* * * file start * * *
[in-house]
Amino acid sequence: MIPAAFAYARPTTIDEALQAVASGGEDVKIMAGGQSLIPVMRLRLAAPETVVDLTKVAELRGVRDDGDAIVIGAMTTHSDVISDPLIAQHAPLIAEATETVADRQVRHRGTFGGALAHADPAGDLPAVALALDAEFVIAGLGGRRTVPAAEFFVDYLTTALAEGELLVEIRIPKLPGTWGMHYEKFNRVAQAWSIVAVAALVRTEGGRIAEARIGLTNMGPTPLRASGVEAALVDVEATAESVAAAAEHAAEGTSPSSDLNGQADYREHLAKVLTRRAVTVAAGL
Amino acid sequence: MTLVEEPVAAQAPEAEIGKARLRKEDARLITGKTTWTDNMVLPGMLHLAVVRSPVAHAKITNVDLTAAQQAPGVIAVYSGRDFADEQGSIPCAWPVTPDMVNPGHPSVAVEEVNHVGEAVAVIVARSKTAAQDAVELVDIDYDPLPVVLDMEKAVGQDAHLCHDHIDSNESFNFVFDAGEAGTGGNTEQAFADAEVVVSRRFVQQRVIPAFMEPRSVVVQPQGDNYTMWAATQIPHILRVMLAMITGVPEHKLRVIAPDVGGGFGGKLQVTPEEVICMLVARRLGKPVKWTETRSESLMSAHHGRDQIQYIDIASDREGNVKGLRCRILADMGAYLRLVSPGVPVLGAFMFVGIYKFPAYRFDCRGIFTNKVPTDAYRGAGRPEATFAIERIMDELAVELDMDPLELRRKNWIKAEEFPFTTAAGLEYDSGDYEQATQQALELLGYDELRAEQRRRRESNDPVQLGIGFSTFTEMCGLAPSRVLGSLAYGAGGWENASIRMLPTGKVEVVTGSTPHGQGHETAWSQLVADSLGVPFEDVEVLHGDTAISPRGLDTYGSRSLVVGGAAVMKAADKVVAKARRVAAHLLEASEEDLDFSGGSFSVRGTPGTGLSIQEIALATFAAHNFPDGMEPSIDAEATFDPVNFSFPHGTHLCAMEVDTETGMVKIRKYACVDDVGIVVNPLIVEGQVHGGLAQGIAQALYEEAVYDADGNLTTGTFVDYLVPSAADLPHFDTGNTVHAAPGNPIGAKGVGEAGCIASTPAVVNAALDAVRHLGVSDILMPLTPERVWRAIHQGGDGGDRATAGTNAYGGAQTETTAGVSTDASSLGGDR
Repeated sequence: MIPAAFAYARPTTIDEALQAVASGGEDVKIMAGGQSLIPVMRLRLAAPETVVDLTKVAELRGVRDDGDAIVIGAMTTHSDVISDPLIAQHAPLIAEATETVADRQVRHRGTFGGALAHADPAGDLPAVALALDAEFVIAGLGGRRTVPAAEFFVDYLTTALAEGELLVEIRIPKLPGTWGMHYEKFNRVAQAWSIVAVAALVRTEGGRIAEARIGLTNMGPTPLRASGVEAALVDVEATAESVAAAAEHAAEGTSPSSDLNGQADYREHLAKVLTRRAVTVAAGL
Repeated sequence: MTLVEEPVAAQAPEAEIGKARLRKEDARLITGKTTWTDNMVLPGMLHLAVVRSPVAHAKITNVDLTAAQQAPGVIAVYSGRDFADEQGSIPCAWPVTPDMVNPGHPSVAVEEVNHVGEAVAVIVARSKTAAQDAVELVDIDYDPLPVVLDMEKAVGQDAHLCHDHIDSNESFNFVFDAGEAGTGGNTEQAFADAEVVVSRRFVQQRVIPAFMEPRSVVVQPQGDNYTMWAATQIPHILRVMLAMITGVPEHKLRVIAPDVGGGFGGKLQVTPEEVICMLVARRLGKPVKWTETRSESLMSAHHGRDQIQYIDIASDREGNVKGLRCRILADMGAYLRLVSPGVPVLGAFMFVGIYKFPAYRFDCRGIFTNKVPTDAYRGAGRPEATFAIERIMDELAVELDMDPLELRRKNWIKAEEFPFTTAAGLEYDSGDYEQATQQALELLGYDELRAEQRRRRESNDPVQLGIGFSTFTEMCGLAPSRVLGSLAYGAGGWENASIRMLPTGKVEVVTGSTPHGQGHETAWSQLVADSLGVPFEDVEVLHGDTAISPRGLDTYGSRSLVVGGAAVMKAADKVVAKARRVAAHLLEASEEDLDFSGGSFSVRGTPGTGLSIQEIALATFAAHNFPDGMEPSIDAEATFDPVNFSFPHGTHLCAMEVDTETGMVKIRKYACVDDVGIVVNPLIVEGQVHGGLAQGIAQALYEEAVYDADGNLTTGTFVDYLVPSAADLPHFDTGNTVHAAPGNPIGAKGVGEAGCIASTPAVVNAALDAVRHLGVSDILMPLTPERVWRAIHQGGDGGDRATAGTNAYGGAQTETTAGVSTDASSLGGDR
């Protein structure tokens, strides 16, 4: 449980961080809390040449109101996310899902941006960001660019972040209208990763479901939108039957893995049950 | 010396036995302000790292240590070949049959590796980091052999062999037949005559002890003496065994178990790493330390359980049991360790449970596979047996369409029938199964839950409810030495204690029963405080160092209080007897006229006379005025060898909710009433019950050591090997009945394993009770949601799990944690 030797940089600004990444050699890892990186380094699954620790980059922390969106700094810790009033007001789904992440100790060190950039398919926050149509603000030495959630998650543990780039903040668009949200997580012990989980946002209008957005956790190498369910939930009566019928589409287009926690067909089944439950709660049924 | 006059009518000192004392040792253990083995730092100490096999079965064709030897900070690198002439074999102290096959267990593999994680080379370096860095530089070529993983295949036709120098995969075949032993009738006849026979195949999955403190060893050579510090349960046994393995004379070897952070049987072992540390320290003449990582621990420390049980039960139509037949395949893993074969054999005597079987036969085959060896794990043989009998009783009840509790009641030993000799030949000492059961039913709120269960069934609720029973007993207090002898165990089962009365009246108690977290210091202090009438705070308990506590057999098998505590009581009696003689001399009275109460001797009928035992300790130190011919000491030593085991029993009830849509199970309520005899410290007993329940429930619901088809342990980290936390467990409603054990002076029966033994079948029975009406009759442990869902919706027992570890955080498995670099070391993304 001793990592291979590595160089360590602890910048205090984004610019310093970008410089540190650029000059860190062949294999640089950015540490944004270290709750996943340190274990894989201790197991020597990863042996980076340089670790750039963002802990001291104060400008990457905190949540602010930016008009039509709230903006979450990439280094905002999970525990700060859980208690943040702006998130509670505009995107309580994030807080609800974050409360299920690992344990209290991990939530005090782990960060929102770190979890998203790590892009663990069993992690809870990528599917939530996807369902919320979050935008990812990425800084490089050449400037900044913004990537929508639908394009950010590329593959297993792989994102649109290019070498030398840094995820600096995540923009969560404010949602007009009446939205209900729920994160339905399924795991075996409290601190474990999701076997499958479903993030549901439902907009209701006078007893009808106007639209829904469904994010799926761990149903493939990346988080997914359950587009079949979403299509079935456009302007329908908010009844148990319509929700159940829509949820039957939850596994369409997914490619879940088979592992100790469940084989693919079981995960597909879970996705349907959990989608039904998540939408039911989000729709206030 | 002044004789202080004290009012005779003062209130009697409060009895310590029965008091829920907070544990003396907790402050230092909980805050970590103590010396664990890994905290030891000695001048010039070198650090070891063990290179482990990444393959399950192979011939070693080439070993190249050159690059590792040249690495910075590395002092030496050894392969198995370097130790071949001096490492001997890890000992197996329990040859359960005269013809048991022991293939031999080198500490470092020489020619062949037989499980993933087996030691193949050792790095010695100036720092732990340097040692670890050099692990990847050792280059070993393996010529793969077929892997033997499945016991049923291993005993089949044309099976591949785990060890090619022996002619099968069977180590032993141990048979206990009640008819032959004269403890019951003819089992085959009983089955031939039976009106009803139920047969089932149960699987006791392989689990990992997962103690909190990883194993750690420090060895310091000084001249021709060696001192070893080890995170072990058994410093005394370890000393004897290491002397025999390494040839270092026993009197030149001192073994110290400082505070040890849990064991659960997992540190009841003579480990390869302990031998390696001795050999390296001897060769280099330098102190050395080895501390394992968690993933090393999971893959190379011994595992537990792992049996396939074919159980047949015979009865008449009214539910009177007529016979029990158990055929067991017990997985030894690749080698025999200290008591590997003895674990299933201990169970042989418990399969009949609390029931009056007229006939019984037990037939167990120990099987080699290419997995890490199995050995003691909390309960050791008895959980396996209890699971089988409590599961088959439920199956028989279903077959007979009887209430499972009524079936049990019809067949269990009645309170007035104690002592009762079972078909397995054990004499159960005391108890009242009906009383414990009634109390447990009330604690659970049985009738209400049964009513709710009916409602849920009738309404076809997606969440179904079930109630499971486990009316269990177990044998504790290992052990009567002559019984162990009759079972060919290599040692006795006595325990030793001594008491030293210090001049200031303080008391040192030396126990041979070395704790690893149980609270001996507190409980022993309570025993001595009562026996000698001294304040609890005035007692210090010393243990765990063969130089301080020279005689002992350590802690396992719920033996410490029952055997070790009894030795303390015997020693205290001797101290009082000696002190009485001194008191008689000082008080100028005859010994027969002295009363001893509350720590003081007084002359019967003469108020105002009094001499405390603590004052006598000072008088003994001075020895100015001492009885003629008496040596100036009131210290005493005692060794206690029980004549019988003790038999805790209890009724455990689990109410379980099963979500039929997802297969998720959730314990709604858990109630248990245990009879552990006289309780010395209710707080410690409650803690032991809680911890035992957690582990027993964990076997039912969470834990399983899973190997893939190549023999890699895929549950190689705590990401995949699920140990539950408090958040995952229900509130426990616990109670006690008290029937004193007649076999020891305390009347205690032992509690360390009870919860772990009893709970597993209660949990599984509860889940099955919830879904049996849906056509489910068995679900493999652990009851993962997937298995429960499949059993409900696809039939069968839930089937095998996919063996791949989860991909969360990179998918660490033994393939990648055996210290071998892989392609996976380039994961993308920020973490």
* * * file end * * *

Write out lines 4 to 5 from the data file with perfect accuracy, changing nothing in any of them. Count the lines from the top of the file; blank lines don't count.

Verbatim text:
Repeated sequence: MIPAAFAYARPTTIDEALQAVASGGEDVKIMAGGQSLIPVMRLRLAAPETVVDLTKVAELRGVRDDGDAIVIGAMTTHSDVISDPLIAQHAPLIAEATETVADRQVRHRGTFGGALAHADPAGDLPAVALALDAEFVIAGLGGRRTVPAAEFFVDYLTTALAEGELLVEIRIPKLPGTWGMHYEKFNRVAQAWSIVAVAALVRTEGGRIAEARIGLTNMGPTPLRASGVEAALVDVEATAESVAAAAEHAAEGTSPSSDLNGQADYREHLAKVLTRRAVTVAAGL
Repeated sequence: MTLVEEPVAAQAPEAEIGKARLRKEDARLITGKTTWTDNMVLPGMLHLAVVRSPVAHAKITNVDLTAAQQAPGVIAVYSGRDFADEQGSIPCAWPVTPDMVNPGHPSVAVEEVNHVGEAVAVIVARSKTAAQDAVELVDIDYDPLPVVLDMEKAVGQDAHLCHDHIDSNESFNFVFDAGEAGTGGNTEQAFADAEVVVSRRFVQQRVIPAFMEPRSVVVQPQGDNYTMWAATQIPHILRVMLAMITGVPEHKLRVIAPDVGGGFGGKLQVTPEEVICMLVARRLGKPVKWTETRSESLMSAHHGRDQIQYIDIASDREGNVKGLRCRILADMGAYLRLVSPGVPVLGAFMFVGIYKFPAYRFDCRGIFTNKVPTDAYRGAGRPEATFAIERIMDELAVELDMDPLELRRKNWIKAEEFPFTTAAGLEYDSGDYEQATQQALELLGYDELRAEQRRRRESNDPVQLGIGFSTFTEMCGLAPSRVLGSLAYGAGGWENASIRMLPTGKVEVVTGSTPHGQGHETAWSQLVADSLGVPFEDVEVLHGDTAISPRGLDTYGSRSLVVGGAAVMKAADKVVAKARRVAAHLLEASEEDLDFSGGSFSVRGTPGTGLSIQEIALATFAAHNFPDGMEPSIDAEATFDPVNFSFPHGTHLCAMEVDTETGMVKIRKYACVDDVGIVVNPLIVEGQVHGGLAQGIAQALYEEAVYDADGNLTTGTFVDYLVPSAADLPHFDTGNTVHAAPGNPIGAKGVGEAGCIASTPAVVNAALDAVRHLGVSDILMPLTPERVWRAIHQGGDGGDRATAGTNAYGGAQTETTAGVSTDASSLGGDR